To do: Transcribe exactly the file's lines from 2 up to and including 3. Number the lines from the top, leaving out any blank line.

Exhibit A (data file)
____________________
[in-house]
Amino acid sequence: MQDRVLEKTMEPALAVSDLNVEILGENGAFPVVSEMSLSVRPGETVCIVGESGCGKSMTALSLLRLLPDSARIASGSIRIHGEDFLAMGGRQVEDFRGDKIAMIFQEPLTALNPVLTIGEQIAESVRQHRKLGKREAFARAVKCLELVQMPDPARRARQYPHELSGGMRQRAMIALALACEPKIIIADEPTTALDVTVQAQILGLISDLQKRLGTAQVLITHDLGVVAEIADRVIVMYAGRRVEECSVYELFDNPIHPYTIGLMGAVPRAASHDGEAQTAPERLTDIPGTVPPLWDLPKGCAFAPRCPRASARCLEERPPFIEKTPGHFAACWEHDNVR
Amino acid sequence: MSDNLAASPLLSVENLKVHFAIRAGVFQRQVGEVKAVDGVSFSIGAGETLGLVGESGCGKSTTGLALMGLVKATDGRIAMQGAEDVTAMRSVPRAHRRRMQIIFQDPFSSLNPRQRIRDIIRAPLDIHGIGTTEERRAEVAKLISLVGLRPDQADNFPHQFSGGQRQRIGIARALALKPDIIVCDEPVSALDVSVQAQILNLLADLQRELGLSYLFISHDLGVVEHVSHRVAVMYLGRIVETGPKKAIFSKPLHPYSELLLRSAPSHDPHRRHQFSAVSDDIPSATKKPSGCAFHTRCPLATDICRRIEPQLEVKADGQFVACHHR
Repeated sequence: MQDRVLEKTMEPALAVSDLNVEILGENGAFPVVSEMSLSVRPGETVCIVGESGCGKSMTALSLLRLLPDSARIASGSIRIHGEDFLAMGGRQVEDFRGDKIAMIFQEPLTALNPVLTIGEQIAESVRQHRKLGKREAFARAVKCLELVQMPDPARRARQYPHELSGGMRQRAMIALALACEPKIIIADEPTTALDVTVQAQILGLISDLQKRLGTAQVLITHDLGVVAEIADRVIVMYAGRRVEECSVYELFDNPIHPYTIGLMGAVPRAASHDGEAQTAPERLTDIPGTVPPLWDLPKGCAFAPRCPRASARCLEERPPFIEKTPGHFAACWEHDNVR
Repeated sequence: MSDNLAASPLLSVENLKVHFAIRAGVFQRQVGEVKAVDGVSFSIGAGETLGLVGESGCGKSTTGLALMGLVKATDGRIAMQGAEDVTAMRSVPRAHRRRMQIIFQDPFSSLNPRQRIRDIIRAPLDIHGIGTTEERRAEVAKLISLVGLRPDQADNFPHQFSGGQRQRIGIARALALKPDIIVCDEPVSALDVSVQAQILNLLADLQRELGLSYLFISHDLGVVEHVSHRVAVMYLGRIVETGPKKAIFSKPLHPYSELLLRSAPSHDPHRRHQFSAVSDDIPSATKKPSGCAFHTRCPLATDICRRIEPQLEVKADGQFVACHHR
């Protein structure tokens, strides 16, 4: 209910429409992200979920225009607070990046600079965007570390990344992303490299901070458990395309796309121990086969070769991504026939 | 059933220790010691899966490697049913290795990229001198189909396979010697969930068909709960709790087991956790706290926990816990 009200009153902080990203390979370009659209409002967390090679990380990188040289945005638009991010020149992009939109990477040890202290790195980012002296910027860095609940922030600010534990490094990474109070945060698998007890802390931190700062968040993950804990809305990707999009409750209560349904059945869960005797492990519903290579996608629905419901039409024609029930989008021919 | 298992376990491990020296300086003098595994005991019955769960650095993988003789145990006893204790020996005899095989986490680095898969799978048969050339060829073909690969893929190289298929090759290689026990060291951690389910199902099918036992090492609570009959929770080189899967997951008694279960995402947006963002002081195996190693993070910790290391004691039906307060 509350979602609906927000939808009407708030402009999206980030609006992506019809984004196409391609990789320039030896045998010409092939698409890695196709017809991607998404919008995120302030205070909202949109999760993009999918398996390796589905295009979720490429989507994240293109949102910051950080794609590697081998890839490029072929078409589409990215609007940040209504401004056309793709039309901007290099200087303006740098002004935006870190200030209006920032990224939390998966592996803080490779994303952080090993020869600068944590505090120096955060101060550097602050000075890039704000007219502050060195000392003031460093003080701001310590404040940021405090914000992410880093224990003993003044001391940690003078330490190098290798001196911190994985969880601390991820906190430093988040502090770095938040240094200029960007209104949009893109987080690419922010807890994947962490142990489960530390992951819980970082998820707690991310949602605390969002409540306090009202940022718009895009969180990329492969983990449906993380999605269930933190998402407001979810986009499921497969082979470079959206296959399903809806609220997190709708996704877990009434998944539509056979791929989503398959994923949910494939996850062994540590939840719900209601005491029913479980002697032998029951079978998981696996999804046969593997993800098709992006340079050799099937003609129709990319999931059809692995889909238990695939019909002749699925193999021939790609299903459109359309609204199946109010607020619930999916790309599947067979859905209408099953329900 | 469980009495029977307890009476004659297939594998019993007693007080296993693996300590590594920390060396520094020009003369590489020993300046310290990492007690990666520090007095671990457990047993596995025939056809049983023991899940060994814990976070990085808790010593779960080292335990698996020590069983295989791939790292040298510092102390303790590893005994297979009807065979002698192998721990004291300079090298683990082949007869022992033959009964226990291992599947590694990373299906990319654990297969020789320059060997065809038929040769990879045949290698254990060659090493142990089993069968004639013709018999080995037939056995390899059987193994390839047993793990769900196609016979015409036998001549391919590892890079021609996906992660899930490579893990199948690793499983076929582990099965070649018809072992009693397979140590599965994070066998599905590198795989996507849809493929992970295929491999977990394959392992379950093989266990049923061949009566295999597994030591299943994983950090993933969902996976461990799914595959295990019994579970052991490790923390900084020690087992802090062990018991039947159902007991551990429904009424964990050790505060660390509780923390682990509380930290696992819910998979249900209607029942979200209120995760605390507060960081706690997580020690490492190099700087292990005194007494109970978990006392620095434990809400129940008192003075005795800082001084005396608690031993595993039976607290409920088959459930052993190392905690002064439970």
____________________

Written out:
Amino acid sequence: MQDRVLEKTMEPALAVSDLNVEILGENGAFPVVSEMSLSVRPGETVCIVGESGCGKSMTALSLLRLLPDSARIASGSIRIHGEDFLAMGGRQVEDFRGDKIAMIFQEPLTALNPVLTIGEQIAESVRQHRKLGKREAFARAVKCLELVQMPDPARRARQYPHELSGGMRQRAMIALALACEPKIIIADEPTTALDVTVQAQILGLISDLQKRLGTAQVLITHDLGVVAEIADRVIVMYAGRRVEECSVYELFDNPIHPYTIGLMGAVPRAASHDGEAQTAPERLTDIPGTVPPLWDLPKGCAFAPRCPRASARCLEERPPFIEKTPGHFAACWEHDNVR
Amino acid sequence: MSDNLAASPLLSVENLKVHFAIRAGVFQRQVGEVKAVDGVSFSIGAGETLGLVGESGCGKSTTGLALMGLVKATDGRIAMQGAEDVTAMRSVPRAHRRRMQIIFQDPFSSLNPRQRIRDIIRAPLDIHGIGTTEERRAEVAKLISLVGLRPDQADNFPHQFSGGQRQRIGIARALALKPDIIVCDEPVSALDVSVQAQILNLLADLQRELGLSYLFISHDLGVVEHVSHRVAVMYLGRIVETGPKKAIFSKPLHPYSELLLRSAPSHDPHRRHQFSAVSDDIPSATKKPSGCAFHTRCPLATDICRRIEPQLEVKADGQFVACHHR